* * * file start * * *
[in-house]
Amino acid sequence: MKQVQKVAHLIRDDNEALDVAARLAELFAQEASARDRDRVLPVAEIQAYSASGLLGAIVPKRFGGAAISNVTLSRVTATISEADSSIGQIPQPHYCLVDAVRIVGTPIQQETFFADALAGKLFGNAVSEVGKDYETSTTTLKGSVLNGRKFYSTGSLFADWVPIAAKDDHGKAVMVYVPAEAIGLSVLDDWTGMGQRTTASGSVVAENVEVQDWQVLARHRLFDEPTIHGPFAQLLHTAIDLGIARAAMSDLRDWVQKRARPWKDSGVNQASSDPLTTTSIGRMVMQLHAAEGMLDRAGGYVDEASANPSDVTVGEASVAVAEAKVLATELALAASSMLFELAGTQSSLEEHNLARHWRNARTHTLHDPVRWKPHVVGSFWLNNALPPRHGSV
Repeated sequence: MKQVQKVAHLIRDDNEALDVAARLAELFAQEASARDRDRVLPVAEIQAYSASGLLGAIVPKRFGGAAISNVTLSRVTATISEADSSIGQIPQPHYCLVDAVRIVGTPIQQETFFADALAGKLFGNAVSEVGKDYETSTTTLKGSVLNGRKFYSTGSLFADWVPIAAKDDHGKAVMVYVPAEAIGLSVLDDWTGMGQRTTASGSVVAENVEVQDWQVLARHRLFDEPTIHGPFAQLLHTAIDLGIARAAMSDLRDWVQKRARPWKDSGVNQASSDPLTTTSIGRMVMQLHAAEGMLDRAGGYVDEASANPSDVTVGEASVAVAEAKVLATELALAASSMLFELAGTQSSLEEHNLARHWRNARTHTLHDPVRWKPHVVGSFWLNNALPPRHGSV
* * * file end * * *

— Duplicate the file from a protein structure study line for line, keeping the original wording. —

[in-house]
Amino acid sequence: MKQVQKVAHLIRDDNEALDVAARLAELFAQEASARDRDRVLPVAEIQAYSASGLLGAIVPKRFGGAAISNVTLSRVTATISEADSSIGQIPQPHYCLVDAVRIVGTPIQQETFFADALAGKLFGNAVSEVGKDYETSTTTLKGSVLNGRKFYSTGSLFADWVPIAAKDDHGKAVMVYVPAEAIGLSVLDDWTGMGQRTTASGSVVAENVEVQDWQVLARHRLFDEPTIHGPFAQLLHTAIDLGIARAAMSDLRDWVQKRARPWKDSGVNQASSDPLTTTSIGRMVMQLHAAEGMLDRAGGYVDEASANPSDVTVGEASVAVAEAKVLATELALAASSMLFELAGTQSSLEEHNLARHWRNARTHTLHDPVRWKPHVVGSFWLNNALPPRHGSV
Repeated sequence: MKQVQKVAHLIRDDNEALDVAARLAELFAQEASARDRDRVLPVAEIQAYSASGLLGAIVPKRFGGAAISNVTLSRVTATISEADSSIGQIPQPHYCLVDAVRIVGTPIQQETFFADALAGKLFGNAVSEVGKDYETSTTTLKGSVLNGRKFYSTGSLFADWVPIAAKDDHGKAVMVYVPAEAIGLSVLDDWTGMGQRTTASGSVVAENVEVQDWQVLARHRLFDEPTIHGPFAQLLHTAIDLGIARAAMSDLRDWVQKRARPWKDSGVNQASSDPLTTTSIGRMVMQLHAAEGMLDRAGGYVDEASANPSDVTVGEASVAVAEAKVLATELALAASSMLFELAGTQSSLEEHNLARHWRNARTHTLHDPVRWKPHVVGSFWLNNALPPRHGSV